We are now faced with the fact that tomorrow is today. We are confronted with the fierce urgency of now. In this unfolding conundrum of life and history there is such a thing as being too late. Procrastination is still the thief of time. Life often leaves us standing bare, naked, and dejected with a lost opportunity. The tide in the affairs of men does not remain at flood — it ebbs. We may cry out desperately for time to pause in her passage, but time is adamant to every plea and rushes on. Over the bleached bones and jumbled residues of numerous civilizations are written the pathetic words, "Too late."
The ascetic priest … keeps the whole herd of dejected, faint-hearted, despairing and unsuccessful creatures fast to life. The very fact that he himself is sick makes him their born herdsman. If he were healthy, he would turn away with loathing from all this eagerness to re-label weakness, envy, Pharisaism and false morality as virtue. But, being himself sick, he is called upon to be an attendant in the great hospital of sinners the Church. He … teaches the patient that the guilty cause of his pain is himself. Thus he diverts the rancour of the abortive man and makes him less harmful, by letting a great part of his resentment recoil on himself. …He mitigates suffering and invents consolations of every kind, both narcotics and stimulants.
I've never had any other loving heartfelt desire. From the minute I heard music I knew why I was born. To make music to play to listen to music, and for some reason I have been lucky enough to llive this beautiful life as a musicisan. I don't know. I love all things "nature". I'm an animal lover, but I don't have the smarts to be a vet, or the heart to have been a vet cause I cry over any wounded animal. … I might have been maybe a zoo keeper helping feed the animals. Feeding or petting the big cats or whatever. I don't know what else I would have done, because I love music too much. For anyone who has that calling and is trying also to make a living at it, it is really hard. Getting gigs and getting listened to. Getting respect, it's hard. Its what bonds us all because we have been so rejected and dejected. Yet we know in our hearts why we are here.
—What did you do today? —Went to the grocery store and Xeroxed a box of English muffins, two pounds of ground veal and an apple. In flagrant violation of the Copyright Act. —You had your nap, I remember that— —I had my nap. —Lunch, I remember that, there was lunch, slept with Susie after lunch, then your nap, woke up, right?, went Xeroxing, right?, read a book not a whole book but part of a book— —Talked to Happy on the telephone saw the seven o’clock news did not wash dishes want to clean up some of this mess? —If one does nothing but listen to the new music, everything else drifts, frays. Did Odysseus feel this way when he and Diomedes decided to steal Athene’s statue from the Trojans, so that they would become dejected and lose the war? I don’t think so, but who is to know what effect the new music of that remote time had on its hearers? —Or how it compares to the new music of this time? —One can only conjecture.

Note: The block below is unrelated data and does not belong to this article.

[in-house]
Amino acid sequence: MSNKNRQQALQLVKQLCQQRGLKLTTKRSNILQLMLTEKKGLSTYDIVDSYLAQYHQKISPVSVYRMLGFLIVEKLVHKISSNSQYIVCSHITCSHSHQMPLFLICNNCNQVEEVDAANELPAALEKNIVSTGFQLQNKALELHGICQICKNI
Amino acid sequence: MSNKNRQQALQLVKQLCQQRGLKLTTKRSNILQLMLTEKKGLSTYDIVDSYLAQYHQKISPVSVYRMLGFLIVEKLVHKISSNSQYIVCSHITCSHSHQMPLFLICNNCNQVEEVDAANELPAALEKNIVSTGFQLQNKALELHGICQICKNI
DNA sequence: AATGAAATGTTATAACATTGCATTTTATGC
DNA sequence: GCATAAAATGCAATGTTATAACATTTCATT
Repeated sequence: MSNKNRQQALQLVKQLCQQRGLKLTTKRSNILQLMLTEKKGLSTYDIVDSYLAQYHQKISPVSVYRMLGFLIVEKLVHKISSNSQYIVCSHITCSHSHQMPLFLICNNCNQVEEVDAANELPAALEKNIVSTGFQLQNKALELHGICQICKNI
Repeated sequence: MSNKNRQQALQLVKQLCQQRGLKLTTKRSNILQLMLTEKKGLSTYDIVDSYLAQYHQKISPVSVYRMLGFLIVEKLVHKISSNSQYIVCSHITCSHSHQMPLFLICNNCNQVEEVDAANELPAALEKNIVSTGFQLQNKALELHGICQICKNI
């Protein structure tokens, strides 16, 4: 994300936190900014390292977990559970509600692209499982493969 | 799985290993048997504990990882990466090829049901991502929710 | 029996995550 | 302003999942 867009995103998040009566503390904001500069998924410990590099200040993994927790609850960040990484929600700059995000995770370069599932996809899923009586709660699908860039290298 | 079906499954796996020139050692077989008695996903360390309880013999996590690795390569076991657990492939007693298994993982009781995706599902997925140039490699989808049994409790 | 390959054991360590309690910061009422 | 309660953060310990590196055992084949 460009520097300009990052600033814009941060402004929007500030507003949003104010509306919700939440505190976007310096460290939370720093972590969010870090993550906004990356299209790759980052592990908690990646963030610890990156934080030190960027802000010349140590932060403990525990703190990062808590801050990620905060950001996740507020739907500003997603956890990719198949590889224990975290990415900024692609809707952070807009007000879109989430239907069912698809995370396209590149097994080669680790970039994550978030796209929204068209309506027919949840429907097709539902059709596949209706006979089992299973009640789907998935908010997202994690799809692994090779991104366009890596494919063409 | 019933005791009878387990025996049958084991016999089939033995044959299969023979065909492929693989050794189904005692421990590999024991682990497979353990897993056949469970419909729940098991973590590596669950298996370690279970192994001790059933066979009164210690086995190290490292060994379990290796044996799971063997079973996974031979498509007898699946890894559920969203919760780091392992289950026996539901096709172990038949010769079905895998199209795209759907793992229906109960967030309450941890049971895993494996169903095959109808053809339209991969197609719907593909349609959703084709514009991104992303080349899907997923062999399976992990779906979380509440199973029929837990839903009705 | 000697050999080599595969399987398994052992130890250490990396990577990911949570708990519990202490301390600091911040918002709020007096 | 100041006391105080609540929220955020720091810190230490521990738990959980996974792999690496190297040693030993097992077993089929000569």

There is a truth, the greatness and the grandeur of which we are accustomed to praise by saying admiringly that it is indifferent, equally valid, whether anyone accepts it or not; indifferent to the individual’s particular condition, whether he is young or old, happy or dejected; indifferent to its relation to him, whether it benefits him or harms him, whether it keeps him from something or assists him to it; equally valid whether he totally subscribes to it or coldly and impassively professes it, whether he gives his life for it or uses it for ill gain; indifferent to whether he has found it himself or merely repeats what has been taught. […] There is another kind of truth or, if this is humbler, another kind of truths that could be called concerned truths. They do not live on a lofty plane, for the simple reason that, ashamed, as it were, they are conscious of not applying universally to all occasions but only specifically to particular occasions. They are not indifferent to the single individual’s particular condition, whether he is young or old, happy or dejected, because this determines for them whether they are to be truths for him.
Am I happy? There are moments when I am overwhelmed by a sense of my success and ease. I become aware that thousands of things which had formerly been forbidden fruit to me are at my command now. I distinctly recall that crushing sense of being debarred from everything, and then I feel as though the whole world were mine. One day I paused in front of an old East Side restaurant that I had often passed in my days of need and despair. The feeling of desolation and envy with which I used to peek in its windows came back to me. It gave me pangs of self-pity for my past and a thrilling sense of my present power. The prices that had once been prohibitive seemed so wretchedly low now. ... And yet in all such instances I feel a peculiar yearning for the very days when the doors of that restaurant were closed to me and when the Canal Street merchant was a magnate of commerce in my estimation. Somehow, encounters of this kind leave me dejected. The gloomiest past is dearer than the brightest present. In my case there seems to be a special reason for feeling this way. My sense of triumph is coupled with a brooding sense of emptiness and insignificance, of my lack of anything like a great, deep interest.